5. Agreements on the import of products that do not meet all European requirements in advance, but are much cheaper.

The problem arising from the previous paragraph is: why does Europe need expensive agricultural products if capitalists can import cheaper ones?

Farmers in Spain, Portugal and France are concerned about the consequences of the upcoming EU free trade agreement with MERCOSUR countries (Brazil, Argentina, Uruguay, Paraguay). European farmers believe that it is fraught with new problems for the European agricultural sector since Brussels does not put forward the same standards as in the domestic market regarding the products of Latin American suppliers. [7]

At the same time, there is no unity in Europe on this issue, because this agreement itself is needed to compete with China in Latin America. The MERCOSUR free trade zone is expected to affect 750 million people or about 20% of the global economy.[8]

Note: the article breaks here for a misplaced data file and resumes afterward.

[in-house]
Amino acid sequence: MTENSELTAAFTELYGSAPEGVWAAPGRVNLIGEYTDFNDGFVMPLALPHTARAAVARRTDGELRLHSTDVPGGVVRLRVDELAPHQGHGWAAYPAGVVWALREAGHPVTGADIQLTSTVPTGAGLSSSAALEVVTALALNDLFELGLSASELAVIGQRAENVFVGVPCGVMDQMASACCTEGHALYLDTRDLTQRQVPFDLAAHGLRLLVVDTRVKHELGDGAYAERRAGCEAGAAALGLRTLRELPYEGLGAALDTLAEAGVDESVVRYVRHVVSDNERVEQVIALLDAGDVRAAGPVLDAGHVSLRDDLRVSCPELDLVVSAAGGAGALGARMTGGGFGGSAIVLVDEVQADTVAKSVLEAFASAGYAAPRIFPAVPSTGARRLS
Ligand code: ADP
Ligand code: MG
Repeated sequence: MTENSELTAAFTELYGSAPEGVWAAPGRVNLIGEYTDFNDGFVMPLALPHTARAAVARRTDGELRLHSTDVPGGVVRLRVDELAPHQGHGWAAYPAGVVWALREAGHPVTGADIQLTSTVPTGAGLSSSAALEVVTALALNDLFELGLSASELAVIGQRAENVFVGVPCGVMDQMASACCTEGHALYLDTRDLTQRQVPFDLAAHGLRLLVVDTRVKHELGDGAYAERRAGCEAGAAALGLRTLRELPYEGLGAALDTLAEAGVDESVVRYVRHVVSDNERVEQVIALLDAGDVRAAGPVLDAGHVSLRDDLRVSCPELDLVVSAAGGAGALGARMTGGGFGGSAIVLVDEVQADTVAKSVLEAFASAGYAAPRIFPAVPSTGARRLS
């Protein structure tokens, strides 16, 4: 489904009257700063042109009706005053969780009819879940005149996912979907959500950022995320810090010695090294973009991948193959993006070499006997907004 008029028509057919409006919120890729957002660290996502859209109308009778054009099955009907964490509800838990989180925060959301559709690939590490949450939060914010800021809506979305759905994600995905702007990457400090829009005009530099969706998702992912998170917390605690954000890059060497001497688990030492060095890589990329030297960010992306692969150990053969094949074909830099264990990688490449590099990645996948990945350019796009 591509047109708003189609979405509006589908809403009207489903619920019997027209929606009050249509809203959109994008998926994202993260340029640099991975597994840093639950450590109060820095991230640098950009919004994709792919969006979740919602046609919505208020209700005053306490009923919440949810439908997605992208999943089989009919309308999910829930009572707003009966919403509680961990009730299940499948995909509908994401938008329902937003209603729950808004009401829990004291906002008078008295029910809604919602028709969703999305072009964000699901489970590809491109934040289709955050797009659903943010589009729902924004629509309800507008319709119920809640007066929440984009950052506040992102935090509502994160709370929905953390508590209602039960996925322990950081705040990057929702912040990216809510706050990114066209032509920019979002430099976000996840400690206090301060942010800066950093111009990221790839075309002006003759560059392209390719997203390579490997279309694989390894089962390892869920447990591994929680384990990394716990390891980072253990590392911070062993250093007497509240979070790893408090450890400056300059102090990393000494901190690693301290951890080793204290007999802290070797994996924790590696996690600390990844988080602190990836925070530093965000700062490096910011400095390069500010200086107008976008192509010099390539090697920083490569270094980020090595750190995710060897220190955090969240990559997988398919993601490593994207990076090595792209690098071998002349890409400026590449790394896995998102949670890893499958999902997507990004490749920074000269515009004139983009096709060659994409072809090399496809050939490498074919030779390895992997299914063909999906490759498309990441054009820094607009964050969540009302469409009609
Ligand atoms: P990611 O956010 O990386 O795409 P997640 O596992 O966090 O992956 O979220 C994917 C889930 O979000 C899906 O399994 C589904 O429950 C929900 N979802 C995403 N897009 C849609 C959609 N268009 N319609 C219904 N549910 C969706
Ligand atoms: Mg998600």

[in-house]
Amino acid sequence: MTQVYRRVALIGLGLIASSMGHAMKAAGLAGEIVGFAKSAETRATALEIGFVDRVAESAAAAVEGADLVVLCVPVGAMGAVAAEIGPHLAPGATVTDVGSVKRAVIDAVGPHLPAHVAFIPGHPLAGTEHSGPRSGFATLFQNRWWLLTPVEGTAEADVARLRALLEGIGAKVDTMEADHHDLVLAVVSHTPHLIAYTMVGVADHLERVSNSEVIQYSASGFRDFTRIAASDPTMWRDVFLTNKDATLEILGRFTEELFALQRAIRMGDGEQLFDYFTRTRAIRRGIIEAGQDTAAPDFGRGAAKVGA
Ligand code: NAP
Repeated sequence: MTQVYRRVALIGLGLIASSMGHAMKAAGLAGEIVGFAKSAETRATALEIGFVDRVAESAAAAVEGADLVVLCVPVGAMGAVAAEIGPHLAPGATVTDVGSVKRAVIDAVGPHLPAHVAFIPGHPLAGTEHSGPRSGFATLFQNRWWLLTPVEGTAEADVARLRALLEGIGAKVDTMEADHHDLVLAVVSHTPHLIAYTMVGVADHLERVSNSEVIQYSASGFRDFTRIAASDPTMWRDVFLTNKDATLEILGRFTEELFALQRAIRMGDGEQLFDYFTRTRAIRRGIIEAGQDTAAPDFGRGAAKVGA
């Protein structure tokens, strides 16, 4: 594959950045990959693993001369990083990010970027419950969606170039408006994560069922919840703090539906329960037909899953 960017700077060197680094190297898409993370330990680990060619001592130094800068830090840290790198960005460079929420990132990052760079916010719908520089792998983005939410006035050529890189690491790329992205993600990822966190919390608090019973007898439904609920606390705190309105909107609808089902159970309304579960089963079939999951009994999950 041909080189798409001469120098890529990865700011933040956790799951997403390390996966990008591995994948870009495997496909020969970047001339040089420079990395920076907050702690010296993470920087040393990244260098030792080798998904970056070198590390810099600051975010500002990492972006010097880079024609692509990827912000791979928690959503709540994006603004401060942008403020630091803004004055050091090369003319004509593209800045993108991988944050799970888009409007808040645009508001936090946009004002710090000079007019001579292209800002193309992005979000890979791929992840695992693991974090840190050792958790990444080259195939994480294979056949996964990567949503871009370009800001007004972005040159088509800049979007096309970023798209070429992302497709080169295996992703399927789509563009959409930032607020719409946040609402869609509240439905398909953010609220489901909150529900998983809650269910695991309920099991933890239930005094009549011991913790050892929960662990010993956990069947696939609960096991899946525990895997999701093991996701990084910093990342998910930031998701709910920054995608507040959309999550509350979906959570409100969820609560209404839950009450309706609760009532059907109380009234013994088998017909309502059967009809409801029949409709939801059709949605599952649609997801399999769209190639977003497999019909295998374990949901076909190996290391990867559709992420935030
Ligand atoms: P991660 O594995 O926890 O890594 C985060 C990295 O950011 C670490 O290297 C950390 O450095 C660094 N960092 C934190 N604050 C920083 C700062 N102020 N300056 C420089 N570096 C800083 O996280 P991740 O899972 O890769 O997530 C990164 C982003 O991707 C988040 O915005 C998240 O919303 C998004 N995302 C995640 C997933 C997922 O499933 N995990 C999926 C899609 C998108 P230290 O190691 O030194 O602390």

6. The logistical crisis in the Red Sea

Some publications highlight the crisis in the Red Sea as a cause, where the Houthis threaten ships suspected of shipping to Israel. Because of this, the entire flow of global goods has suffered, including European products, which now need to be transported for 15-20 days longer. This significantly increases the cost of transportation and forces some of the goods to remain in Europe, unintentionally leading to them dumping these goods in their own market and forcing small farmers to incur losses. [9]

Summing up the reasons, we can say that European populism, the crises of capitalism and the pursuit of profit have brought the European agricultural sector to a dead end, the way out of which is the import of cheap products to maintain profit margins. There is not enough political will to abandon populist ideas, because for how many years in a row the values of the green agenda have been planted in the European Union, abandoning them is political suicide for the current politicians in power.